ILLEGAL teeth whitening products akin to “brushing with bleach” are being used by rogue beauticians, councils have warned.
The DIY kits, which are sold online, contain up to 300 times the legal limit of hydrogen peroxide, and can cause mouth infections, blistering and burns to gums, damage to nerves and tooth enamel, and gum-shrinking.
The Local Government Association is calling for tougher penalties on those selling dangerous kits and on unqualified teeth whitening practitioners. It also wants the Government to raise consumer awareness of the dangers of both illegal operators performing the treatment and home-based kits with dangerous amounts of bleach.
Professional dentists are the only people legally allowed to perform teeth whitening services at a business premise.
Coun Simon Blackburn, chairman of the LGA’s Safer and Stronger Communities Board, said: “People need to be made more aware of the laws and dangers on teeth whitening, with rogue practitioners given tougher sentences and larger fines.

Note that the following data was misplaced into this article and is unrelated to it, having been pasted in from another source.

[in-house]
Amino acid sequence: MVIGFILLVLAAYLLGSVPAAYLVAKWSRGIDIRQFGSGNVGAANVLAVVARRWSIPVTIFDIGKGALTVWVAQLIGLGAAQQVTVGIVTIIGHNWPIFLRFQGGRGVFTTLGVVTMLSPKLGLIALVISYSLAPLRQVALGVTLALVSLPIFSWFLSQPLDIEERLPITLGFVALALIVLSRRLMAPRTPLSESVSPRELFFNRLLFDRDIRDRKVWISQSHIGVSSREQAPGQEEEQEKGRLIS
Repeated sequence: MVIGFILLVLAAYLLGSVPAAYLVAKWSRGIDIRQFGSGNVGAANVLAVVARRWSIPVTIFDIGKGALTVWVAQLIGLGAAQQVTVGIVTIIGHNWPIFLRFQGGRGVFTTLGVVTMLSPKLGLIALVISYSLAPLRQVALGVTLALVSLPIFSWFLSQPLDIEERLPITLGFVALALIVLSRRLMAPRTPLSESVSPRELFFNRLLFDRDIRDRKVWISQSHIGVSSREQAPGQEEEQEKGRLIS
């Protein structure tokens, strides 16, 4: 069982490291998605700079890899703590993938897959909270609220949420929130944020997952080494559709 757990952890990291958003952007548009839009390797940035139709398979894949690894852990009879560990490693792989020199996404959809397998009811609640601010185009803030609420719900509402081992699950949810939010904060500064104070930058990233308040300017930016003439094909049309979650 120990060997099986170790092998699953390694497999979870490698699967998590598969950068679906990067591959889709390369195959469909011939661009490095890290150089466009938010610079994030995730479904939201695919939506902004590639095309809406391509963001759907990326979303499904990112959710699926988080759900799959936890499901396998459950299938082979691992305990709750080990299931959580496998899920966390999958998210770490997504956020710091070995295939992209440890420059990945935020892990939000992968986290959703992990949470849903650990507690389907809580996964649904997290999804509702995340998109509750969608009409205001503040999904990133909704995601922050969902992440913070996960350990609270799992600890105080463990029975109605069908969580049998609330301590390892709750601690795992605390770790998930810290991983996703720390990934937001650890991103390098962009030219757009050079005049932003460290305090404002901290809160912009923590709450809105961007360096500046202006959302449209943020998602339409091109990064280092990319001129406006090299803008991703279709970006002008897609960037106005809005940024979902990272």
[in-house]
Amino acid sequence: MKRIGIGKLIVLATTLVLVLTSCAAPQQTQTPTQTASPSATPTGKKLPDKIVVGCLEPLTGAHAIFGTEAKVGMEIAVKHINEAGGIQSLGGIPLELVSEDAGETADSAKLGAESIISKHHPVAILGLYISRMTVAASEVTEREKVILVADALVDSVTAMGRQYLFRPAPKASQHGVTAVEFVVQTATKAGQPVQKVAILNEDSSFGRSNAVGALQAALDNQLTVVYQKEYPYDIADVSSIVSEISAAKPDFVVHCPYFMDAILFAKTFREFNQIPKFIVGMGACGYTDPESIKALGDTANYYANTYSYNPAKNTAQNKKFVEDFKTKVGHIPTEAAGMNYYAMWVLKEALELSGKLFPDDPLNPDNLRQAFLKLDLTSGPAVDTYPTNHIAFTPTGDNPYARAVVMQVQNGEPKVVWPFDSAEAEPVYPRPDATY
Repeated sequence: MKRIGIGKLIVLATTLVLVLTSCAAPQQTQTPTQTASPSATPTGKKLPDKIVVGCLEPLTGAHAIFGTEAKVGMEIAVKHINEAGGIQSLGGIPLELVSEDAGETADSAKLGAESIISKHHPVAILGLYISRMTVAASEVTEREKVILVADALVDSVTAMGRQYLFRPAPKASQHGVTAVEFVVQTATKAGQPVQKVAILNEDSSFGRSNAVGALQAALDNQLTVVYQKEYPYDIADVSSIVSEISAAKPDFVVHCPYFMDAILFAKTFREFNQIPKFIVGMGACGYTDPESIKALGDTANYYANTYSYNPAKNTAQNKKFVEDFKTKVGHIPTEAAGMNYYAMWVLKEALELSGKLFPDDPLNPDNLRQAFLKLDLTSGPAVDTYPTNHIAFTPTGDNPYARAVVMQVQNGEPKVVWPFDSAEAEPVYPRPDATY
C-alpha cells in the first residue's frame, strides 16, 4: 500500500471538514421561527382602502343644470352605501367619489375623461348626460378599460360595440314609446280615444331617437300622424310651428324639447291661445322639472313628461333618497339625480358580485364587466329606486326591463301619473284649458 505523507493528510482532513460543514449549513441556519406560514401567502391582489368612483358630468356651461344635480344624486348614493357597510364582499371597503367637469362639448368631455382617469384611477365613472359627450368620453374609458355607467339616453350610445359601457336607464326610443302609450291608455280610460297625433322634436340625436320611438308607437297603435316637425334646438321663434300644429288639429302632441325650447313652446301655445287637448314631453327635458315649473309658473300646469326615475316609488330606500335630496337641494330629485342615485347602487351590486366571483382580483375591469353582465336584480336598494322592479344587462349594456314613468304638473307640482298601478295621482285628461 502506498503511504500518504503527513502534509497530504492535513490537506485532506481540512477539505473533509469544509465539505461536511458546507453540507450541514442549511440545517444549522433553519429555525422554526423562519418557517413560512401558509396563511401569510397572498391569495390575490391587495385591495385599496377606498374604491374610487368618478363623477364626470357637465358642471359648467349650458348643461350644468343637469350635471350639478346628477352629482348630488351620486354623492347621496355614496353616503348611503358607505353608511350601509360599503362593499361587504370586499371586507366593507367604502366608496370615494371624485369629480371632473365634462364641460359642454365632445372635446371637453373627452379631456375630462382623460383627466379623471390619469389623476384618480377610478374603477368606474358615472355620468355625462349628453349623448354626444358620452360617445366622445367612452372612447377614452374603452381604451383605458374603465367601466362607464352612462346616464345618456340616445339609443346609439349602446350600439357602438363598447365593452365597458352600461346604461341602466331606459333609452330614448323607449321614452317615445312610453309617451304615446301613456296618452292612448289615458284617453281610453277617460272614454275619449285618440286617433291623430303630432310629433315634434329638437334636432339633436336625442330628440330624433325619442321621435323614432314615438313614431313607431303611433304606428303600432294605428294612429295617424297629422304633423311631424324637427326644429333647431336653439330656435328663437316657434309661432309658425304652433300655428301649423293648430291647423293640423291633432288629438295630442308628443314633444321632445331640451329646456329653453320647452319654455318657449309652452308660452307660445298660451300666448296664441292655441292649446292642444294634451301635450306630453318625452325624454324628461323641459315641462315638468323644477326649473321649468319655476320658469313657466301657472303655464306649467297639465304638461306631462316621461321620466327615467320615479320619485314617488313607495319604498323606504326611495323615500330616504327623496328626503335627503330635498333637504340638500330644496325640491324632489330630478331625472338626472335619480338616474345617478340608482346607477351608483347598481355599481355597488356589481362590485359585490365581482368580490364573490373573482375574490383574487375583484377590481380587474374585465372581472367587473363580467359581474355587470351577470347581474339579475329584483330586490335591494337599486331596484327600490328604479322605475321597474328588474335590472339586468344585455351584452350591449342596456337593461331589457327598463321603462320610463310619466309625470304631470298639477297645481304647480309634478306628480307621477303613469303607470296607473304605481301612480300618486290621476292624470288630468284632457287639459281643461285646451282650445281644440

“Illegal DIY teeth whitening kits may promise fast results and a brighter smile but those containing dangerous levels of hydrogen peroxide are the equivalent of brushing with bleach and can put oral health at risk.
“Trading standards are determined to remove any DIY teeth whitening kits with dangerous levels of hydrogen peroxide from the market and will always seek to prosecute those involved in making and selling them.
“These whitening kits are enabling unlicensed practitioners, including some beauty salons, to cash in on the treatment, and some are using illegal gels.
“Anyone considering having their teeth whitened should only have it done by a dentist or another regulated dental professional.”
One council alone seized more than 15,000 dangerous teeth whitening kits between May 2015 and February 2016, bound for shops, salons and homes, the LGA said.
Some of the kits contained more than 33 per cent hydrogen peroxide - the maximum legal limit for use by the public in the UK is 0.1 per cent, or 6 per cent for dentists and other registered practitioners.
The issue of illegal teeth whitening products is not a new one. In January 2011, trading standards teams in the East Riding warned that products found to be containing 360 times the permitted amount of hydrogen peroxide had been found.